Wayne's World (film)

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Wayne's World
Waynes world ver2.jpg
Theatrical poster
Directed byPenelope Spheeris
Produced byLorne Michaels
Screenplay byMike Myers
Bonnie Turner
Terry Turner
Based onWayne's World 
by Mike Myers
StarringMike Myers
Dana Carvey
Rob Lowe
Tia Carrere
Music byJ. Peter Robinson
CinematographyTheo van de Sande
Editing byMalcolm Campbell
Distributed byParamount Pictures
Release date(s)
  • February 14, 1992 (1992-02-14)
Running time95 minutes
CountryUnited States
LanguageEnglish
Cantonese
Budget$20 million
Box office$183,097,323 (worldwide)
 
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Wayne's World
Waynes world ver2.jpg
Theatrical poster
Directed byPenelope Spheeris
Produced byLorne Michaels
Screenplay byMike Myers
Bonnie Turner
Terry Turner
Based onWayne's World 
by Mike Myers
StarringMike Myers
Dana Carvey
Rob Lowe
Tia Carrere
Music byJ. Peter Robinson
CinematographyTheo van de Sande
Editing byMalcolm Campbell
Distributed byParamount Pictures
Release date(s)
  • February 14, 1992 (1992-02-14)
Running time95 minutes
CountryUnited States
LanguageEnglish
Cantonese
Budget$20 million
Box office$183,097,323 (worldwide)

Wayne's World is a 1992 American comedy film directed by Penelope Spheeris and starring Mike Myers in his film debut as Wayne Campbell and Dana Carvey as Garth Algar, hosts of the Aurora, Illinois-based Public-access television cable TV show Wayne's World. The film was adapted from a sketch of the same name on NBC's Saturday Night Live.[1][2]

The film grossed US$121.6 million in its theatrical run, placing it as the tenth highest-grossing film of 1992 and the highest-grossing film ever based on a Saturday Night Live skit. It was directed by Penelope Spheeris, with Myers co-writing the script.[3] It was filmed in 34 days.[4]

Wayne's World was Myers' feature film debut. The film also featured Rob Lowe, Tia Carrere, Lara Flynn Boyle, Brian Doyle-Murray, Robert Patrick (spoofing his role in Terminator 2: Judgment Day), Chris Farley, Ed O'Neill, Ione Skye, Meat Loaf, and Alice Cooper.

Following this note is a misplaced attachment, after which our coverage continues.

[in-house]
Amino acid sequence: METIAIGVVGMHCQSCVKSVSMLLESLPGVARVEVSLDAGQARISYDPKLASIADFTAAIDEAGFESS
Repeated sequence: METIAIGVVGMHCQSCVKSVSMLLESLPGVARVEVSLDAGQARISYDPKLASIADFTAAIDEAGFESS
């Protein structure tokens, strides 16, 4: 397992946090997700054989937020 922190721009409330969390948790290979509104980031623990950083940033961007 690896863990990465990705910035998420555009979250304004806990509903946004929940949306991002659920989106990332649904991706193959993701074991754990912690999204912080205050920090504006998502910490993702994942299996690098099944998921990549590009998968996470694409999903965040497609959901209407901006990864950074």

Wayne's World received mostly positive reviews upon release and was commercially successful. It was followed by Wayne's World 2. In 1993, readers of Total Film magazine voted Wayne's World the 41st-greatest comedy film of all time.

Plot[edit source | edit]

Wayne Campbell (Myers) and Garth Algar (Carvey) are twenty-something rock music enthusiasts who function as the hosts of Wayne's World, a popular local Friday late-night cable access program based in Aurora, Illinois. The show centers around the pair ogling pictures of beautiful celebrity women, playing guitar and air drums, and interviewing local people, indirectly making fun of them over the course of the interview. One day Benjamin Kane (Lowe), a television station executive, is visiting a girlfriend (Ione Skye) who turns the TV to the show. When she tells him how many people watch the show, he instructs his producer Russell Finley (Kurt Fuller) to find out where the show is taped, telling him they may have an opportunity for a huge sponsorship.

Benjamin offers to buy the rights to Wayne's World for $10,000 and keeping Wayne and Garth as hosts for a "huge" salary. Garth, speaking to the audience, expresses concern that the deal is shady, but is too shy to confront Wayne about it. With their newfound wealth, the two attend a concert, where Wayne meets and becomes infatuated with hard rock vocalist and bassist Cassandra (Tia Carrere) of the band Crucial Taunt. The two begin seeing each other more, putting a strain on Wayne and Garth's relation. Benjamin provides them with backstage passes to an Alice Cooper concert in Milwaukee, during which he tries to get closer to Cassandra himself, offering the chance to sign her onto a record deal.

At the first show shot on a professional set, Wayne and Garth are initially fazed, but find that they are forced to follow Benjamin's wishes, including interviewing the show's sponsor, arcade owner Noah Vanderhoff (Brian Doyle-Murray). During the interview, Wayne writes insulting messages on the back of his cue cards, such as "Sphincter Boy" and "This Man Has No Penis". Benjamin fires Wayne on the spot and leaves a panicked Garth in charge of the show. Wayne comes to learn that Benjamin only wants the rights to the popular name of the show and couldn't care less if Wayne or Garth were involved, as well as having sets sights on Cassandra. Garth later meets up with Wayne, and the two reconcile their friendship.